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Rust module system

Philipp Renoth
⬢ node.js and 🦀 Rust
・12 min read

The module system of Rust is very powerful and strict. It’s powered by cargo, the de facto build tool for Rust projects. Following the idiom “convention over configuration” there is only a few configuration to be done.

Before we dive in, let’s make sure we have the same understanding for modules, packages and crates:

  • module: Rust language term for code tied together having different visibilities from outside.
  • package / crate: cargo ecosystem term for a Rust project ( Cargo.toml/.lock + src + …).

Build Targets — bin vs. lib

Before we can create a package, we need to decide whether we’re going to have a binary executable build (bin) or a library build (lib).

  • cargo init --bin / cargo init (default): binary executable target
  • cargo init --lib: library target

If we don’t know yet, just start with a bin package, because it’s almost no work to change it and if we just wanna hack around without writing tests, we can’t have a main entry-point in our lib package, so it’s also easier to start with the default bin. Well, it’s possible to have a package being both, but we will not handle that case here. Let’s rather have a look what those types do.

bin build target

  • input: fn main() entry-point in src/main.rs
  • output: executable binary in target/debug/your-project for cargo build (will change if we change the build target, e.g. arm, x86 or release)

lib build target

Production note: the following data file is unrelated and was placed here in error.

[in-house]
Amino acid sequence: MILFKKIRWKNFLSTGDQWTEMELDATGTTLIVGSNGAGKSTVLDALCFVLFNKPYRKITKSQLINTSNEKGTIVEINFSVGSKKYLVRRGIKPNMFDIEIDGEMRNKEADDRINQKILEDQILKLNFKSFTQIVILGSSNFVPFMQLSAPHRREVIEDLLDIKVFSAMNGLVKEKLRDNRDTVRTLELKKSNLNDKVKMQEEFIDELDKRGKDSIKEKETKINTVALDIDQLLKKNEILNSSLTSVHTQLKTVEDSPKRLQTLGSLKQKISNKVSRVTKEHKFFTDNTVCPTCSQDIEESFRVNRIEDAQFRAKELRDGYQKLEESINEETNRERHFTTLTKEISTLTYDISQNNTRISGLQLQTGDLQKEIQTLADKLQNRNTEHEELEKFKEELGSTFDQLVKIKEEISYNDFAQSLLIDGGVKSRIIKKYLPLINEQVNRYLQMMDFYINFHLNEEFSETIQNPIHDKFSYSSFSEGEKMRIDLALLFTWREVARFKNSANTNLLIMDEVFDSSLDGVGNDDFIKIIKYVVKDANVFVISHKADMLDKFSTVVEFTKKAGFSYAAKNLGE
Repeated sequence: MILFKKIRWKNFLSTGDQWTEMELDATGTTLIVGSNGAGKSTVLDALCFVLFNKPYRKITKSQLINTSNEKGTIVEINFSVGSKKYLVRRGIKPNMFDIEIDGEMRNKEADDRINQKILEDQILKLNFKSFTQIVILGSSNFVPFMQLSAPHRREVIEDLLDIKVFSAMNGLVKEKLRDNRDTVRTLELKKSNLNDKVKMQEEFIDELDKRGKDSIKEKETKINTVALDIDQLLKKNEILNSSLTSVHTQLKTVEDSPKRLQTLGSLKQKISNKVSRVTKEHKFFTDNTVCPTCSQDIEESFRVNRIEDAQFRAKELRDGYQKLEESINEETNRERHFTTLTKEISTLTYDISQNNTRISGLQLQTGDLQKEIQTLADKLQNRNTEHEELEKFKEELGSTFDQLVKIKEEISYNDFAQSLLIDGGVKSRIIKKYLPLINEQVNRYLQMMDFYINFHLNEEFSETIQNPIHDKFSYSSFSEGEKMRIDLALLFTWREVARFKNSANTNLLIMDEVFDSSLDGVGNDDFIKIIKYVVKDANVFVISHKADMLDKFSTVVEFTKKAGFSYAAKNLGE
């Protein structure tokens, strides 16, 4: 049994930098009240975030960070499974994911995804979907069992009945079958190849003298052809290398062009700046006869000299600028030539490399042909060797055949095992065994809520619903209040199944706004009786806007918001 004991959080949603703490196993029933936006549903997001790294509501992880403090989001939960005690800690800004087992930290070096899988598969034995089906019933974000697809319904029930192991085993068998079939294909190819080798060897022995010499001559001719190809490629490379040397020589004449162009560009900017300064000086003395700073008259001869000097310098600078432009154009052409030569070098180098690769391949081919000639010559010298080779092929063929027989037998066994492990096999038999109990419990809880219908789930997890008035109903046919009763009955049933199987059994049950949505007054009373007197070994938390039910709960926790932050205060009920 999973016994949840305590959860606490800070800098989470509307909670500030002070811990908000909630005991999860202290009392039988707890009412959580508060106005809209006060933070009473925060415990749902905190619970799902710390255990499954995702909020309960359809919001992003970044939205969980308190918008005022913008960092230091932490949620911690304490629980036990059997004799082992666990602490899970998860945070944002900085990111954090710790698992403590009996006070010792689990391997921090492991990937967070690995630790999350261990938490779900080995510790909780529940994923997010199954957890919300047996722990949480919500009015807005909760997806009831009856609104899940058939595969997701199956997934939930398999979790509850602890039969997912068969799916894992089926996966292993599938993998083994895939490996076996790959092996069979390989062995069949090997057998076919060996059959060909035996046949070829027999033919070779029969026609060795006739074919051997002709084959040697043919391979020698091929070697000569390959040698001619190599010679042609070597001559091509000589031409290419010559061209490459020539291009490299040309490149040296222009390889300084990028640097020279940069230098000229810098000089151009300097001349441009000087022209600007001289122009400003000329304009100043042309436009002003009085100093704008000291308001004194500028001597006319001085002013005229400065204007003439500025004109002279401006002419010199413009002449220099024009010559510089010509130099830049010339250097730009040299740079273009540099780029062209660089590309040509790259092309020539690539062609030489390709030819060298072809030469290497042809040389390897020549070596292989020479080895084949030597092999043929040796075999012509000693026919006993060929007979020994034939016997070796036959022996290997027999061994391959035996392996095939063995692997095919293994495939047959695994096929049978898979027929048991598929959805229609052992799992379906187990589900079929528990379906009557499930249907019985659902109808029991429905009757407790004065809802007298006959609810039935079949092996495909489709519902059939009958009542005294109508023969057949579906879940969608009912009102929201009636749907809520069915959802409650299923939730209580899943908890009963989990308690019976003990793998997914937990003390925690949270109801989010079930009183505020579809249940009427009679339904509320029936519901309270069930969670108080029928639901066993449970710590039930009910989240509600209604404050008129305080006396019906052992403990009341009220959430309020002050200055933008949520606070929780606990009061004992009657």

• input: all pub components from src/lib.rs
  • output: Rust library intermediate target/debug/your-project.rlib. You will probably don’t use it directly, but have a dependency to the lib package itself, so we can forget about it.

Now let’s have a look at the module system itself.

Module system

We’ve talked about bin and lib packages and that they do different things. Fortunately they are both based on the same Rust module system and to understand what the Rust compiler is doing, we can treat them equal.

Modules everywhere

While other languages try to push developers to have one language component per file, it’s bad practice to do so in Rust, because Rust has the term of modules. That also leads to larger source files, so your IDE better should support Rust “Outlines” (e.g. Visual Studio Code + rust-analyzer is great), to jump to your components quickly.

Every Rust file (.rs) is a module, so the intention is not to map every component like a struct to your filesystem, but to give it a home and make it part of a module. That being said it would be possible to have everything in a new file, but modules have to be interconnected and in a few minutes you’ll see why this is not a good idea.